The light entry surface may be defined by levelling or flattening the medium, prior to exposure to the light pulse. The light entry surface may or may not be in contact with the air.

The levelling or flattening of the medium may be linked to the movement of a treatment system member.

The levelling or flattening may take place manually or be performed automatically by the treatment system used.

The predefined shape may also be obtained with local fusion of the transparent medium. A meltable wax may be used. Such a wax may be introduced in powder form so as to surround the hairs. Applying heat makes the wax melt.

The transparent medium may be liquid at the time of irradiation. It may also be liquid when it comes into contact with the hairs and solidify thereafter, so that it is solid at the time of irradiation. The light entry surface may have its shape defined while the medium is still liquid. As a variant, the predefined shape of the entry surface may be obtained after the medium has become solid. The term “solid” includes a state in which the medium is gelled.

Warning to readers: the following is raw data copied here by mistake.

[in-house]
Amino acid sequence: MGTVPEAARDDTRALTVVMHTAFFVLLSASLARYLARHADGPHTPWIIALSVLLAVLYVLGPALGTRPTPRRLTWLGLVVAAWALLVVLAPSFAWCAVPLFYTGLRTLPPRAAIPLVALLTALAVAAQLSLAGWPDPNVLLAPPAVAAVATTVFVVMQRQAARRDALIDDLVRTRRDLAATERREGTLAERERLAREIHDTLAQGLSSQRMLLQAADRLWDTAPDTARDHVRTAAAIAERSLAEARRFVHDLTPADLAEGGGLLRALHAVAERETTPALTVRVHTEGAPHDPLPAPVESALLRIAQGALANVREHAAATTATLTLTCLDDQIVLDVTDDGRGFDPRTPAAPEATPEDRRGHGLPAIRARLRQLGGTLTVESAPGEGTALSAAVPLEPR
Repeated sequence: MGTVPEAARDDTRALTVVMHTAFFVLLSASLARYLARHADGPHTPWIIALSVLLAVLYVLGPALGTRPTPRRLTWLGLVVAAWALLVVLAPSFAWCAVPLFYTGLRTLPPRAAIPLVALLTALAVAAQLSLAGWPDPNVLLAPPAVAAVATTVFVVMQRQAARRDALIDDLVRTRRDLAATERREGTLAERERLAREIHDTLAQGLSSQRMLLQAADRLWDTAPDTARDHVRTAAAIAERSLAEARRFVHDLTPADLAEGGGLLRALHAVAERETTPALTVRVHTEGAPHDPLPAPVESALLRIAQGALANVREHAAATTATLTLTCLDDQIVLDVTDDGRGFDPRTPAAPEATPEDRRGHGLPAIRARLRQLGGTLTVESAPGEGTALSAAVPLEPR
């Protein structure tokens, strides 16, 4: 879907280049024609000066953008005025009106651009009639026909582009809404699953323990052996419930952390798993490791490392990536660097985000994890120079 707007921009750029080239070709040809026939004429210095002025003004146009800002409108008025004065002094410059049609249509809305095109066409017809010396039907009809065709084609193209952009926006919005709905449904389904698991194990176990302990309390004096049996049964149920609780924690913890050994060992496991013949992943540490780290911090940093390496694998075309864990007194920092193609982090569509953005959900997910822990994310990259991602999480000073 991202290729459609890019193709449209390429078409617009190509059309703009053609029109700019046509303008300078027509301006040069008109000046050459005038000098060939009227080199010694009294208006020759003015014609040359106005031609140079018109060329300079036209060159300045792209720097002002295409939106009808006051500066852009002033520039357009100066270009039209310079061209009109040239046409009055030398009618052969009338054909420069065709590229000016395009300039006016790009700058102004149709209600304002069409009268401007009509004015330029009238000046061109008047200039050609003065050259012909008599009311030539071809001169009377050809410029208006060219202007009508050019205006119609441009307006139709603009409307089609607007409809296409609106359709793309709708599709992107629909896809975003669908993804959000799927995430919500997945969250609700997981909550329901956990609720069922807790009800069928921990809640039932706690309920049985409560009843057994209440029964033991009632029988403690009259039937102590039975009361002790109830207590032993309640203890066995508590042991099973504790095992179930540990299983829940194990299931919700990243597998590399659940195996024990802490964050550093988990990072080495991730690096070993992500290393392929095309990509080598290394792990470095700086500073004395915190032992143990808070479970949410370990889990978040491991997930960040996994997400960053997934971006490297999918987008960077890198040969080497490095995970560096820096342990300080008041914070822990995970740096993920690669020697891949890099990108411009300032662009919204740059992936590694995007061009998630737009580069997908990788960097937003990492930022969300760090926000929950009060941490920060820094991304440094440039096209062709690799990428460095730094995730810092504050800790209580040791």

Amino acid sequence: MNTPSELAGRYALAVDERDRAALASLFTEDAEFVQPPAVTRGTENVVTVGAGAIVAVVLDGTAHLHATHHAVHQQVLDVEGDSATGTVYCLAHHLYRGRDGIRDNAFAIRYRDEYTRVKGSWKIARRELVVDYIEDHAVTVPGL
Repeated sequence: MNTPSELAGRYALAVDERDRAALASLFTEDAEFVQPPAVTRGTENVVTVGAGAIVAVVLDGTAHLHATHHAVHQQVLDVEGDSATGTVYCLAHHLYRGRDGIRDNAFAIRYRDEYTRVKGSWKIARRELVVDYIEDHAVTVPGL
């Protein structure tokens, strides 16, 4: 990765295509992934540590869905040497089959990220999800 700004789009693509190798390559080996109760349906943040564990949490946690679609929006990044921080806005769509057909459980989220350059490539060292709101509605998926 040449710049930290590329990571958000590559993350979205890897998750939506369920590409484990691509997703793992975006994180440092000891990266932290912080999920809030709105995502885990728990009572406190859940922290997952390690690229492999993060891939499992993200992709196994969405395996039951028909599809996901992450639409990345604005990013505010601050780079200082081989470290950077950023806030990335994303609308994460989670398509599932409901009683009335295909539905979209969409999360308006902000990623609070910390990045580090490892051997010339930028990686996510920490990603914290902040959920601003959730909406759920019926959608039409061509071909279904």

The removal of the transparent medium after irradiation may take place by suction, drying, heating, washing and/or evaporation, according to the nature of the medium.

The entire section of at least one treated hair may be included in the transparent medium at the time of irradiation. At least two and better still three layers of superposed hairs may be included in the transparent medium and exposed simultaneously to the light pulse(s). All the treated hairs may be at the back of the light entry surface. As mentioned hereinabove, the transparent medium contributes toward delivering the light to the hairs of the layers below the first layer, which makes it possible to treat several layers of hairs simultaneously.

The transparent medium may be cooled, where appropriate, for example so as to maintain a temperature of between −50 and 50° C.

The transparent medium may be static relative to the hairs during the irradiation, or may circulate. Circulation of the transparent medium is directed, for example, toward improving the conduction of heat and avoiding the creation of hot spots.

The treated hair(s) may be confined within a guide system defining the treatment space containing the hairs and the transparent medium. The treatment space may be of constant or adjustable dimensions, for example so as to adapt it to the size of a lock to be treated.

The hairs may, where appropriate, be packed into the treatment space.